Butter: Butter varies wildly in pricing, but the lows in our area are $1.49 on a great sale (usually around the holidays) to $1.99 for a good sale. I stock up and freeze. See Dairy, Pricing and Care, again, for more discussion. Cost for this recipe, about 5 cents – you could use olive oil, too.
Asparagus: On sale often in our area for $1.99 a bunch, in the spring we’ll see it rarely for $1.49 a pound. I love asparagus and try to think of ways to use it when it’s in season and the prices are low. This is a vegetable I can’t deal with frozen. You’ll want to be aware of the size of the bunch – some stores portion it in 12 ounces and some 16 ounces. I paid $1.99 for 12 ounces.
To remove tough ends, slide one out of the rubber band, and snap it, holding it at the ends – It will break in just the right place. Line that one up with the rest in the band and cut through them all at once. If you slice them while still banded it makes the job that much easier. I save the ends for my stock.
Onion: Stock up when the prices are low because they keep for quite a long time, but don’t keep them next to your potatoes. Because they’re always cheap, it might not seem as if a small change in price is worth paying attention to, but I use so many if makes a difference overall. Whenever I peel my onions, I save the tops and bottoms and skin for my stock. If I only need a partial onion, I’ll often just saute up the whole thing and put the excess in a zip bag in my freezer for a later use or put the onion half in my fridge door where I‘ll see it. I’m paying 66 cents for two pounds at Aldi’s for my onion – an average onion is about five ounces for a cost of 10 cents.
Cheese: Watch sales and coupons – I used basic store cheese here, Swiss, but you can go as high end as you’d like. Fontina would probably be my first choice here if price were no object. $1.49 for eight ounces, which is about 2 cups grated, for this recipe, the cost is $75.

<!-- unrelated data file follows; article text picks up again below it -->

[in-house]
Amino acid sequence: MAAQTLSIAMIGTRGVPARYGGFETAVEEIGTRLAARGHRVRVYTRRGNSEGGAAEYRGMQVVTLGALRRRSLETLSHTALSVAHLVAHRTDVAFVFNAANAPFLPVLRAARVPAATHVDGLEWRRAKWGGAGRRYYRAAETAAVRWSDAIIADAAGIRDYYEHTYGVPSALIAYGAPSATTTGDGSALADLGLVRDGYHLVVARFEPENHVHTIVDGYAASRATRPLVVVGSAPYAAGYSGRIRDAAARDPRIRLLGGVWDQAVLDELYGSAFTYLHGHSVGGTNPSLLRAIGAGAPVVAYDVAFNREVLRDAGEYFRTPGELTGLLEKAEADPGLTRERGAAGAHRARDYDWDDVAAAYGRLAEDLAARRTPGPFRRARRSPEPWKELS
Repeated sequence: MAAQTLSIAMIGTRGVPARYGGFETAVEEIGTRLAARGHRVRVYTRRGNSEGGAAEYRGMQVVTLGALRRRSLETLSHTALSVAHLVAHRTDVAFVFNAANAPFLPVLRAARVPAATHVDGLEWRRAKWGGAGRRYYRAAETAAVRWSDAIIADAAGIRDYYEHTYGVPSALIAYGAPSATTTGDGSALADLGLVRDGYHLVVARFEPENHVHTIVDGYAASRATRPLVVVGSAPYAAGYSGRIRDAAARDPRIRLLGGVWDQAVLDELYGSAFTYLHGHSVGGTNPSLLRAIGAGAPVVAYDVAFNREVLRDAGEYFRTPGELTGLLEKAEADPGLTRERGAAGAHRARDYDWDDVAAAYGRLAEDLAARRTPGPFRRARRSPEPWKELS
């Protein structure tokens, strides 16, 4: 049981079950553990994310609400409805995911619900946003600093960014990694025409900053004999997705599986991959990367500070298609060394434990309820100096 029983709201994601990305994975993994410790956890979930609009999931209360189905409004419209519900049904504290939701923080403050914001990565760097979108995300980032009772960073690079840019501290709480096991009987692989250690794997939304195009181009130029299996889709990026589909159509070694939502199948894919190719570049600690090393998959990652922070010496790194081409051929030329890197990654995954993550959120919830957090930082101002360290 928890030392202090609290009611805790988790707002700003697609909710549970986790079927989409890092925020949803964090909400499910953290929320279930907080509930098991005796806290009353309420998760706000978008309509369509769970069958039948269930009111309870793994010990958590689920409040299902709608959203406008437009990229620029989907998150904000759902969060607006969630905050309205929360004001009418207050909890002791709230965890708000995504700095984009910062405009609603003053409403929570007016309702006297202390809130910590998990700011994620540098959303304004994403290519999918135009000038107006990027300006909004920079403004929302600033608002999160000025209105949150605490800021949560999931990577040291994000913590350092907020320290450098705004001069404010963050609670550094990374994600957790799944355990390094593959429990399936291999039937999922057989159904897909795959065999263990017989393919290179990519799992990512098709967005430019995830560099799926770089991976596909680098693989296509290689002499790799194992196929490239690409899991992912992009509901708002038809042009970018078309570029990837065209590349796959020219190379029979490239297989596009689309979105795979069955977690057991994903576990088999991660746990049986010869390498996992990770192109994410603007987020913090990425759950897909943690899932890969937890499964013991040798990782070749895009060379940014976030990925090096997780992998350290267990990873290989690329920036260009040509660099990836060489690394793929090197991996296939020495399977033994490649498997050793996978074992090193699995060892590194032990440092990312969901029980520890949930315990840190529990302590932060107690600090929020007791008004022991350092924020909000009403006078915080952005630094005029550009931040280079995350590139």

Nutrition: Servings, 4 Cal 300, cal fr fat 175, tot fat 20g; sat fat 8g; chol 401mg; sod 1100mg; tot carb 6.31g; fib 1.43g; sug 1/45g; prot 24.3g
Put your Own Spin on It: Make the Frittata Your Way: Open up your fridge and see what you have for inspiration!
- Leftover green beans? Think French – use a little tarragon and maybe goat cheese. Leftover greens or spinach? Add in with delicate scraping of nutmeg or go full on Italian with basil or oregano. Pinto beans? Think Mexican. White beans? Italian. Leeks are wonderful as is onion or chive. Mushrooms, bell peppers, zucchini and Broccoli are all good bets. Even potatoes are sometimes folded in. You’ll need about two cups of vegetables.
- Use any kind of cheese you’d like – it’s hard to go wrong – about ½ to a cup is a good amount. A few cheeses that come to mind: Parmesan, Romano, Fontina, goat cheese, ricotta, Gruyere and any of the block varieties…from Swiss to Cheddar or even Pepper Jack.
- Make your Frittata a little bit healthier by using more egg white than yolks, cutting back on the amount of eggs, and using the smaller amount or no cheese.
- Want to indulge? Add in various sausages or meats – Italian Sausage, ham, salami, proscuitto, etc.
My Payoff: An easy, simple, but elegant dinner dish that no one will even guess comes in on a budget!
Asparagus Frittata made May 2012